The IEM Dads
In 2009, two Honolulu parents met at the preschool their children attended together. The parents found they had similar backgrounds and interests - childhoods in Japan, international careers in Finance and Production, and a shared passion for finding the best education possible for their children.
As leaders in their own industries, both Finance Dad and Production Dad know firsthand what skills and qualities are needed for success in today's competitive job market. They look for problem solvers and quick thinkers. They look for people who communicate effectively in a variety of different situations, people who see the big picture as well as analyze details, people who ask thoughtful questions.
The Dads faced a puzzle: what is the common thread between ALL of these diverse skill sets? They know what to look for in the grown-up world, but how does that apply to early childhood learning? What makes a child grow into a successful adult?
As they analyzed their own diverse experiences, the Dads kept coming up with the same theme. Finance Dad put it best: "I can teach an engineer finance, but I cannot teach an investment banker engineering." The Dads were looking for the disposition for analysis and flexible thinking.The Dads' answer to their puzzle: complex, high-level, applied MATHEMATICS.
- The practice of high-level mathematics is flexible and friendly – mathematicians work together, communicating often, and revising their ideas again and again. However, too often people think of math as rigid and isolating.
- Math is not just arithmetic. The whole of mathematics includes logic, space, time, relationships, and much, much more. Math is not just about rules; math is about reasons.
- Most schools in the US teach math by repetition and memorization, skills that have little to do with the mathematics used in the workplace and everyday life.
- The strongest growth in the global job market is in math-centric areas – engineering, technology, medicine, and other sciences.
Now, The Dads began to worry that their young children, and all US children, were falling behind the global standard. A recent assessment of mathematics performance around the world ranked the US 28th out of 40 developed countries. When the level of spending is taken into account, the US is ranked dead last.1
After researching countless schools and programs in Hawaii, and after broadening their search to the mainland US, the two parents realized their children couldn't get the exposure and experience that they were looking for.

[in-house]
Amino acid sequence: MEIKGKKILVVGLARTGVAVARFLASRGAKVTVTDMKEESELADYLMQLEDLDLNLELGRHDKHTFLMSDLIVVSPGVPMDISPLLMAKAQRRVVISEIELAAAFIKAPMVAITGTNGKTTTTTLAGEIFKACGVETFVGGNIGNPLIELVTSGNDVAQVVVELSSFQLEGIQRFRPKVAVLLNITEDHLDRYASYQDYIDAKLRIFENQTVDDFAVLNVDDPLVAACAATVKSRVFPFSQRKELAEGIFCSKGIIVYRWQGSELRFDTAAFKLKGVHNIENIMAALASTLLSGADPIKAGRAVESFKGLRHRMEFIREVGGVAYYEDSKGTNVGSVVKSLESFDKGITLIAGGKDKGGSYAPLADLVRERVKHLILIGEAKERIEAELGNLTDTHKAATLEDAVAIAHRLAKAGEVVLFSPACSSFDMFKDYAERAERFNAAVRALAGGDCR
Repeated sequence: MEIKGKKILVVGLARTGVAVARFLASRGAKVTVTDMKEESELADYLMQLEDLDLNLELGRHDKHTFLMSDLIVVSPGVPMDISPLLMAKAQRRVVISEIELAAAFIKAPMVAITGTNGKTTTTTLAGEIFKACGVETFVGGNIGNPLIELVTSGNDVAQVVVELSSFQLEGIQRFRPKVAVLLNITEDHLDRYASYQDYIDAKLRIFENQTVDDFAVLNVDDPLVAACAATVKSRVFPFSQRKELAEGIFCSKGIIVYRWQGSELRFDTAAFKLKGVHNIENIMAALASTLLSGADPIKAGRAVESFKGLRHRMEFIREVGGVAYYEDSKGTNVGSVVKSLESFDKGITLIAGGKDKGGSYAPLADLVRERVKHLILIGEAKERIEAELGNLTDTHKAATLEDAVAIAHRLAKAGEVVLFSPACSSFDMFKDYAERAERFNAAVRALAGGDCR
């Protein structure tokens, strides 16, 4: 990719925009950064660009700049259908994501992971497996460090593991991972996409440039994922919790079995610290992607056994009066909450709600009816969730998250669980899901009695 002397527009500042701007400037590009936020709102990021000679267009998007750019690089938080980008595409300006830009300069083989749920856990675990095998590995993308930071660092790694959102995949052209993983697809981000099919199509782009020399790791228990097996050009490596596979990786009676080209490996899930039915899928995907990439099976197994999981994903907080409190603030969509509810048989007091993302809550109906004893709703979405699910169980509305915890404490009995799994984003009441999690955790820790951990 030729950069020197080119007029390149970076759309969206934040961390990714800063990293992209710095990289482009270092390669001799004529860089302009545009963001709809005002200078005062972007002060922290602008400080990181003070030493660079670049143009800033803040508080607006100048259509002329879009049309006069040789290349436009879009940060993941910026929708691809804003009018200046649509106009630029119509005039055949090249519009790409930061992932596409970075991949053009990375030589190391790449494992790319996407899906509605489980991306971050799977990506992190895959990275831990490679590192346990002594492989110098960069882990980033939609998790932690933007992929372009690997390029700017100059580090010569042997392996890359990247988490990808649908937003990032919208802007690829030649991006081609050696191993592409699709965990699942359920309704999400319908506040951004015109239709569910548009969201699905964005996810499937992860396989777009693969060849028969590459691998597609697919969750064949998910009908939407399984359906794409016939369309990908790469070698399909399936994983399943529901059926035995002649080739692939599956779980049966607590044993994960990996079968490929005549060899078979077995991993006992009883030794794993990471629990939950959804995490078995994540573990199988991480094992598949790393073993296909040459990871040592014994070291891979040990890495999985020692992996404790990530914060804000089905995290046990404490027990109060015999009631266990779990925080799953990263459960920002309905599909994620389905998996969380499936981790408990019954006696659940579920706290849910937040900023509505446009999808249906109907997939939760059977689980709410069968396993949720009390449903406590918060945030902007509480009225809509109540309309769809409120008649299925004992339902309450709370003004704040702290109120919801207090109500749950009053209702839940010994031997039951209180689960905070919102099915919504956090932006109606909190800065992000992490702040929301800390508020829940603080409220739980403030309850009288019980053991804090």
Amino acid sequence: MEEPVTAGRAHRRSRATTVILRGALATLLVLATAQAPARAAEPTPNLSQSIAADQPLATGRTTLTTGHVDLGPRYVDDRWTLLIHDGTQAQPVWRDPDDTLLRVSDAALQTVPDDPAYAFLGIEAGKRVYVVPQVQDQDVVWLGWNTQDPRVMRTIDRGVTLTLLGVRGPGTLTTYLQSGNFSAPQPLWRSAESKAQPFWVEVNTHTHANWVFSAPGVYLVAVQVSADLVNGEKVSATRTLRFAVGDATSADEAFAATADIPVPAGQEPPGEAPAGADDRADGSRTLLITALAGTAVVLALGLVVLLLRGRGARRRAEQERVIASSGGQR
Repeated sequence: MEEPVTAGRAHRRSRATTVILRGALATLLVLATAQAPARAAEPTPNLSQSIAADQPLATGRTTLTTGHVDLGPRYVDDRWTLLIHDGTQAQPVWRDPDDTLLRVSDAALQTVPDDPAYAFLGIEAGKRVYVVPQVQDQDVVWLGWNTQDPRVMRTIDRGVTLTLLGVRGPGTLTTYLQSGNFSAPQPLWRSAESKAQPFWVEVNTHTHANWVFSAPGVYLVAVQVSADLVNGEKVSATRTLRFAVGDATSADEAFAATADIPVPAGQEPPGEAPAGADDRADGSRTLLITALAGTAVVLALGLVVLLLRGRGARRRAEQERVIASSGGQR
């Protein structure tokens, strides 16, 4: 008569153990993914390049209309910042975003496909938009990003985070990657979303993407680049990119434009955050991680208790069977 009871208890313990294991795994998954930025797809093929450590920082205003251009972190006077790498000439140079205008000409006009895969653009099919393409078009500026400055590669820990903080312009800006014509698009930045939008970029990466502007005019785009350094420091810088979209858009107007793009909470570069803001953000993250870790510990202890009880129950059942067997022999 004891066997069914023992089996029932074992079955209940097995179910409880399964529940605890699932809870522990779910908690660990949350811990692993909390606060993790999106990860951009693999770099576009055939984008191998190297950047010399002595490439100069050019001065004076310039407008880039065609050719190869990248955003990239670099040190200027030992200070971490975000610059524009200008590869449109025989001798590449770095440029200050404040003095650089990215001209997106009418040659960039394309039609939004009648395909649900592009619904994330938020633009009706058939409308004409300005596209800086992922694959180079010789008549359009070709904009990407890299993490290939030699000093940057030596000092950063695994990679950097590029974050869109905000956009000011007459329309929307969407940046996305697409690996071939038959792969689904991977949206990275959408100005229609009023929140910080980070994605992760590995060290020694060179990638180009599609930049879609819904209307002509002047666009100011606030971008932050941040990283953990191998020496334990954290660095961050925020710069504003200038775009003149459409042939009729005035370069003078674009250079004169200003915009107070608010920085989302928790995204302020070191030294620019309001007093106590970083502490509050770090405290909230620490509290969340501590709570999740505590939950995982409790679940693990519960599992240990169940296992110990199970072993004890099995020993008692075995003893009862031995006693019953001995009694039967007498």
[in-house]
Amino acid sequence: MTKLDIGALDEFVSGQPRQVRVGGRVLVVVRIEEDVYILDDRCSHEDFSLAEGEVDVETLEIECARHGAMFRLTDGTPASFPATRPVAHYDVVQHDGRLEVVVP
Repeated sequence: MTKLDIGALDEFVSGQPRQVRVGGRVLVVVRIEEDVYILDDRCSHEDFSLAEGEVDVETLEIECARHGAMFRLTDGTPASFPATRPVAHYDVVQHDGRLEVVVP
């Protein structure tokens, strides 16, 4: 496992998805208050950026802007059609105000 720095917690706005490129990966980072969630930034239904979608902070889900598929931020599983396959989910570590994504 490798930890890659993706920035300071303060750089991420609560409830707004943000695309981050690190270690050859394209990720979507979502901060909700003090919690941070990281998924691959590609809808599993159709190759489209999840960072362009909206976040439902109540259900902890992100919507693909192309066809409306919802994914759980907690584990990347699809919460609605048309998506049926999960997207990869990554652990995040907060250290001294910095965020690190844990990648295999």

Clearly, The Dads needed to look beyond the US. But where?
- One-third of NASA engineers are India-educated.
- One-third of Apple employees are India-educated/India-based.
- One-third of Google employees are India-educated/India-based.2
To add to these statistics, Finance Dad realized his company hires most of its programmers from India. Also, Production Dad reported his experience of the immensely popular India-method schools in his Japan home.
The Dads found:
- Ivy League schools are being overwhelmed with qualified applications from international students.3
- Over 50 percent of Ph.D. candidates in engineering, economics, and physical sciences are non-US citizens.
- In the US, budget cuts on the federal and state levels left many schools paralyzed with a lack of resources to keep up with this global shift.
Since they couldn't find the right education program for their children in Hawaii nor the US, The Dads decided it was their job to discover and develop one. Recruiting their families and associates all over the world, The Dads launched a vigorous and lengthy international search for the right fit.
Finally, they found I-Math and Smart Steps. The developer of these methods, Chrysaalis, was willing to allow The Dads to bring the programs to the US. While the concept of developing the right brain is somewhat new to many parents of young children in the US, Chrysaalis has successfully implemented these methods in more than 50 locations with over 5,000 students enrolled across India.
With their support, IEM now introduces to the US the most advanced math program from India, the worldﾕs ascendant education superpower. IEM strives to provide these best educational programs to help our children keep pace with the rest of the world and give them the skills to excel.
Now, in 2012, after over a year of growth and success in Hawaii, IEM expands to California with I-Math and its sister program Smart Steps. The Smart Steps program was co-designed by Chrysaalis in India and IEM in the US.
IEM was founded by two parents with one pure goal: to provide a way for our children to develop skills to thrive in the increasingly competitive global economy, so that they can appreciate and contribute to today's world.
1 "What's Math Got to Do with It?" book by Jo Boaler
2 NHK documentary, "Etchika No Kagami," aired 2009
3 Admissions Interview Committee, University of Pennsylvania